Git 2.8 (March 2016) includes a very detailed commit which explains the importance of msys2 for the new git-for-windows which replaced msysgit in early 2015.
See commit df5218b (13 Jan 2016) by Johannes Schindelin (
(Merged by Junio C Hamano --
gitster -- in commit 116a866, 29 Jan 2016)
For a long time, Git for Windows lagged behind Git's 2.x releases because the Git for Windows developers wanted to let that big jump coincide with a well-needed jump away from MSys to MSys2.
To understand why this is such a big issue, it needs to be noted that many parts of Git are not written in portable C, but instead Git relies on a POSIX shell and Perl to be available.
To support the scripts, Git for Windows has to ship a minimal POSIX emulation layer with Bash and Perl thrown in, and when the Git for Windows effort started in August 2007, this developer settled on using MSys, a stripped down version of Cygwin.
Consequently, the original name of the project was "msysGit" (which, sadly, caused a lot of confusion because few Windows users know about MSys, and even less care).
To compile the C code of Git for Windows, MSys was used, too: it sports
two versions of the GNU C Compiler:
- one that links implicitly to the POSIX emulation layer,
- and another one that targets the plain Win32 API (with a few convenience functions thrown in).
Git for Windows' executables are built using the latter, and therefore they are really just Win32 programs. To discern executables requiring the POSIX emulation layer from the ones that do not, the latter are called MinGW
(Minimal GNU for Windows) when the former are called MSys executables.
This reliance on MSys incurred challenges, too, though:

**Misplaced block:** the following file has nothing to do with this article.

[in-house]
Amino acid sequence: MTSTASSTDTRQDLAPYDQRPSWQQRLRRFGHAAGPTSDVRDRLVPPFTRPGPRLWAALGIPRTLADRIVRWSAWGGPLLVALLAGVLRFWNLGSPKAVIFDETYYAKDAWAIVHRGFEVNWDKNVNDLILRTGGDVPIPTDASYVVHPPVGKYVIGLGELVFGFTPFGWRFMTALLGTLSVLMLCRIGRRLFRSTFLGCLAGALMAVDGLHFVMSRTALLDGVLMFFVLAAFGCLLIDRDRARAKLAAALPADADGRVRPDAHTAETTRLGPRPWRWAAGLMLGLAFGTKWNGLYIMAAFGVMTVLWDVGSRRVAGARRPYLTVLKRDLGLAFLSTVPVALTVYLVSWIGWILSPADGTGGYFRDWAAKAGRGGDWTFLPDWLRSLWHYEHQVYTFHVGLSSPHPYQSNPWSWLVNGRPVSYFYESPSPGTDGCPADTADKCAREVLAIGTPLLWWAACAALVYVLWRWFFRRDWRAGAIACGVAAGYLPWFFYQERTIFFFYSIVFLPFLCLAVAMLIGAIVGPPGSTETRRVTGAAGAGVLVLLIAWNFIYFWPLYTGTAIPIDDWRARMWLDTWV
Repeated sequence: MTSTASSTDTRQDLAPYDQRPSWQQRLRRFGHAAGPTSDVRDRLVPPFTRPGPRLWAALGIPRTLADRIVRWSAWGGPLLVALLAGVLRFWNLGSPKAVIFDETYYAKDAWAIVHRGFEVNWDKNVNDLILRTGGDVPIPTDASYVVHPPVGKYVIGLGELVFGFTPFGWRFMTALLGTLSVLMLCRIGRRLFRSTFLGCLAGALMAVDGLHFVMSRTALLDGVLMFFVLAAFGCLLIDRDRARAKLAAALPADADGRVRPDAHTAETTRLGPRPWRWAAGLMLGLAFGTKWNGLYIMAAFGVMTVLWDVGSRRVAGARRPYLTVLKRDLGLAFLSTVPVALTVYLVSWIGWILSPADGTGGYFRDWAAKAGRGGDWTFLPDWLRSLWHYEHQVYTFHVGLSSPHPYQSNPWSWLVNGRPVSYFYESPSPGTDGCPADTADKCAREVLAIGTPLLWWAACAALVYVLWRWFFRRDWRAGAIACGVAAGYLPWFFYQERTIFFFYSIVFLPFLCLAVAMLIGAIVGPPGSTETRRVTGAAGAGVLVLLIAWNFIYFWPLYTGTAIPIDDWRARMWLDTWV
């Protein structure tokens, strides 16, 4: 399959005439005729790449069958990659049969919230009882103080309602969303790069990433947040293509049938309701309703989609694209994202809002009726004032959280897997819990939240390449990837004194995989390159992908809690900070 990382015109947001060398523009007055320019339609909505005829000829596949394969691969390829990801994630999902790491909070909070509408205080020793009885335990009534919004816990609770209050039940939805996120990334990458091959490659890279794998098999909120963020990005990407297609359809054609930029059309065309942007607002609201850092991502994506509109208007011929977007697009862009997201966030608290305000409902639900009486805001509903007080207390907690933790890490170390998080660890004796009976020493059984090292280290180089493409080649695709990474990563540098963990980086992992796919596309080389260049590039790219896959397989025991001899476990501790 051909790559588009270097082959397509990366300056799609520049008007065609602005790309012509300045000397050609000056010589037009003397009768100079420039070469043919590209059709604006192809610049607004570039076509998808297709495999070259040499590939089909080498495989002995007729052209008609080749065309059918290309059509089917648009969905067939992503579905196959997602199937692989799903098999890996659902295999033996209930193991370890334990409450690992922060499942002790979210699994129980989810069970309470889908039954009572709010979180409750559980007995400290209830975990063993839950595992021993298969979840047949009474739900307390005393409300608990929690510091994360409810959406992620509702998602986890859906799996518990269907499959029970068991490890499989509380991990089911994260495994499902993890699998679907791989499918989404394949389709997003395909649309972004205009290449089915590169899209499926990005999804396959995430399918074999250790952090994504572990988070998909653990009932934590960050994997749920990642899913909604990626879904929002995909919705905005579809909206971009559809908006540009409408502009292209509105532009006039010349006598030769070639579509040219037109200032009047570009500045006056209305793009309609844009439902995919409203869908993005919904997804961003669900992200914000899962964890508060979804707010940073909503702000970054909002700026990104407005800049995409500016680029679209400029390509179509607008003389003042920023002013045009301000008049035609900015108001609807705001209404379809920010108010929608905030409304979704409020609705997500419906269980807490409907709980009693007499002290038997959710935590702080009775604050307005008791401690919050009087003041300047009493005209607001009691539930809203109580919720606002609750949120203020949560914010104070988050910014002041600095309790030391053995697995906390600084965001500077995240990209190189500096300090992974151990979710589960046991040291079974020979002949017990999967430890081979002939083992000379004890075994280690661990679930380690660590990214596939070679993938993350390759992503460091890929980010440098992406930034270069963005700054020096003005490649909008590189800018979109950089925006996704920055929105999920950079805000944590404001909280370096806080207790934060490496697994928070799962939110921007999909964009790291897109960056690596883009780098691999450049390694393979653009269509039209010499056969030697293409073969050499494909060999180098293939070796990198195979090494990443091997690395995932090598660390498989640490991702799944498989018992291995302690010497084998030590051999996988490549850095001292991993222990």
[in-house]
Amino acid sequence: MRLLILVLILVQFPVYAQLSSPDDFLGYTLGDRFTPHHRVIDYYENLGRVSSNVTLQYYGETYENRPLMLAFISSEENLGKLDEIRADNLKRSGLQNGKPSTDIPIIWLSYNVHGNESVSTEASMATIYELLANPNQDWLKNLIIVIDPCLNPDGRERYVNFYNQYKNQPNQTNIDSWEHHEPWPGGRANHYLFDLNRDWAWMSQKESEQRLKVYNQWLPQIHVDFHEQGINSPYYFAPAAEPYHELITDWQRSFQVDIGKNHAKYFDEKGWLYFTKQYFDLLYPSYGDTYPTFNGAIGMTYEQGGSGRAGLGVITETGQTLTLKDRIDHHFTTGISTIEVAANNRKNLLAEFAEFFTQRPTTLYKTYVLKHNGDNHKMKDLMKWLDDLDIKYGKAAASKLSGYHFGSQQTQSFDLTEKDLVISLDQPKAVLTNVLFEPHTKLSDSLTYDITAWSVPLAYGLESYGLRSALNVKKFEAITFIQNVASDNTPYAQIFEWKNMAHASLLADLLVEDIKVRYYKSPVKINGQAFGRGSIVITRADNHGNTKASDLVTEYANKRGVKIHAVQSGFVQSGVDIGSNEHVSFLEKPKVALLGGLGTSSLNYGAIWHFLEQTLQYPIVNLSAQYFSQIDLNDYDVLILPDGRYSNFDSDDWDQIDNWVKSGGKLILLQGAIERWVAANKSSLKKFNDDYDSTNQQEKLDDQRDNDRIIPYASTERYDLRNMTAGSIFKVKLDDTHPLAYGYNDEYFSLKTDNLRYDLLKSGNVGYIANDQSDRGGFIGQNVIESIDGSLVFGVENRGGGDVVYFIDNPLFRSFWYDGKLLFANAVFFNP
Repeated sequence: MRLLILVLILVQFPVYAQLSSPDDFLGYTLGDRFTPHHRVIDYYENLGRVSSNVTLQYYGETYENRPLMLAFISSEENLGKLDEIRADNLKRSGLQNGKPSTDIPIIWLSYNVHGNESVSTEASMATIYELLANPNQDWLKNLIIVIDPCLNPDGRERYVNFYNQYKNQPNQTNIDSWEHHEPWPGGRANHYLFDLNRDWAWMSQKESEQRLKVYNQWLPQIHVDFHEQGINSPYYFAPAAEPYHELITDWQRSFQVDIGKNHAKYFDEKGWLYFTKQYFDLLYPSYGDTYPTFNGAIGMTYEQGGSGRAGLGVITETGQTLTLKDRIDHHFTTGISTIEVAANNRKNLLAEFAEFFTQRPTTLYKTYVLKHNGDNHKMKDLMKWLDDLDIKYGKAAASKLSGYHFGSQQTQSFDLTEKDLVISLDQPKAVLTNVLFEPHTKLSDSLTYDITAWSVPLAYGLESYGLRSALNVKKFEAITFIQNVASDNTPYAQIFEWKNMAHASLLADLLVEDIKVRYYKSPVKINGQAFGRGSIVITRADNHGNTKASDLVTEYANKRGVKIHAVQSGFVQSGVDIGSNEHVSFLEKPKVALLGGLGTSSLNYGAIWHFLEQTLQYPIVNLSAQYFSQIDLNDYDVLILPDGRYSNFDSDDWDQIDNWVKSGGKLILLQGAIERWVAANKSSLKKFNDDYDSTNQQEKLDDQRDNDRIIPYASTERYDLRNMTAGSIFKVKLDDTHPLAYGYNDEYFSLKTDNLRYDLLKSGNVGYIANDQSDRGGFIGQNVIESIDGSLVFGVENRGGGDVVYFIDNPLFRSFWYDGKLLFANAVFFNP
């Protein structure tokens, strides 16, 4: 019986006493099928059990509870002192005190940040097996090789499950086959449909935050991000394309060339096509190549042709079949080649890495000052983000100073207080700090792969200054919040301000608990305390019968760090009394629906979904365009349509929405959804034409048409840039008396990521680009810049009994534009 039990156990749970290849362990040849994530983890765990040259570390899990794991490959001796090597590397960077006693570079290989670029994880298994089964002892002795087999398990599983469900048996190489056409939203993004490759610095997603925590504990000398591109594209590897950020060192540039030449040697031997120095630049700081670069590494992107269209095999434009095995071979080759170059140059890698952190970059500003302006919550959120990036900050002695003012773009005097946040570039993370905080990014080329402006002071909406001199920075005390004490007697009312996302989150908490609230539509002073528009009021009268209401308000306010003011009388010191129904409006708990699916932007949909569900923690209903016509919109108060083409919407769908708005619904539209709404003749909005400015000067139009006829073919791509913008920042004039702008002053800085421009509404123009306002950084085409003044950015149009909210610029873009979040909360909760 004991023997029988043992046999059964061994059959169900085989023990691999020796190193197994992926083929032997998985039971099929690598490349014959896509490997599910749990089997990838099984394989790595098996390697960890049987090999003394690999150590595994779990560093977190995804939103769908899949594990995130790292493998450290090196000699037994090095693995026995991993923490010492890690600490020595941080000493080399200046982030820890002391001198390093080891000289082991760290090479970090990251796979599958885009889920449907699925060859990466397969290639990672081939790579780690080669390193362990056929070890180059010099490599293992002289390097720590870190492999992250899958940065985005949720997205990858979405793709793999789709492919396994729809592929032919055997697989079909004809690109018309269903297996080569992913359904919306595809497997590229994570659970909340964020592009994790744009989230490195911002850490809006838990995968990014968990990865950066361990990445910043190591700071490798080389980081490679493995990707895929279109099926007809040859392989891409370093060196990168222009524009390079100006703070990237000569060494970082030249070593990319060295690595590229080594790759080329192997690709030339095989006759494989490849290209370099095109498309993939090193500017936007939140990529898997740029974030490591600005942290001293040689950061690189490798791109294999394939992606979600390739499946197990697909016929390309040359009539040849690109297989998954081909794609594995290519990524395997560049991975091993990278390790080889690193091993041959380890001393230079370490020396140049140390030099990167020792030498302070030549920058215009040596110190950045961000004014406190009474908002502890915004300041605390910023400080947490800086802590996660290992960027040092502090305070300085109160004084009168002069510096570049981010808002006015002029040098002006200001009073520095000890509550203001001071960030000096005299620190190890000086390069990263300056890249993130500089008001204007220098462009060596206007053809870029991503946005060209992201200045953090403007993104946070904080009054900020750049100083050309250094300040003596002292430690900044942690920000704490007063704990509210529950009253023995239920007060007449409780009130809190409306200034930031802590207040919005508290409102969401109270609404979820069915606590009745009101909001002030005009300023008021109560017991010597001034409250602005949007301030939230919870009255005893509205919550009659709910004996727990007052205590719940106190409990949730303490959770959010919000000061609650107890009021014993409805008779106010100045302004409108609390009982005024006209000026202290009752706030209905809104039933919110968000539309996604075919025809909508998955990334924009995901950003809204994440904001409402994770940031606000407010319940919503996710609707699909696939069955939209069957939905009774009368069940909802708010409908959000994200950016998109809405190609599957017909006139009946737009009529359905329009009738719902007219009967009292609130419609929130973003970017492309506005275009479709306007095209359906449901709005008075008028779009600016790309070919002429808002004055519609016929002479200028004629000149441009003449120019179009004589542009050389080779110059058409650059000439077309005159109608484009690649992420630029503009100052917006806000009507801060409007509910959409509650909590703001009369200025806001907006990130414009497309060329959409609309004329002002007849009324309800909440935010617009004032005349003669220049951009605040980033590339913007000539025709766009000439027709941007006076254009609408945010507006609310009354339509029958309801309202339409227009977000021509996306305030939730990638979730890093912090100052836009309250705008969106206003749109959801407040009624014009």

- some of our changes to the MSys runtime -- necessary to support Git for Windows better -- were not accepted upstream, so we had to maintain our own
- Also, the MSys runtime was not developed further to support e.g. UTF-8 or 64-bit, and apart from lacking a package management system until much later (when
mingw-get was introduced), many packages provided by the MSys/MinGW project lag behind the respective source code versions, in particular Bash and OpenSSL.
For a while, the Git for Windows project tried to remedy the situation by trying to build newer versions of those packages, but the situation quickly became untenable, especially with problems like the Heartbleed bug requiring swift action that has nothing to do with developing Git for Windows further.
Happily, in the meantime the MSys2 project (https://msys2.github.io/)
emerged, and was chosen to be the base of the Git for Windows 2.x.
Just like MSys, MSys2 is a stripped down version of Cygwin, but it is
actively kept up-to-date with Cygwin's source code.
Thereby, it already supports Unicode internally, and it also offers the 64-bit support that we yearned for since the beginning of the Git for Windows project.
MSys2 also ported the Pacman package management system from Arch Linux
and uses it heavily. This brings the same convenience to which Linux
users are used to from
apt-get, and to which MacOSX users are
used to from Homebrew or MacPorts, or BSD users from the Ports system,
to MSys2: a simple
pacman -Syu will update all installed packages to
the newest versions currently available.
MSys2 is also very active, typically providing package updates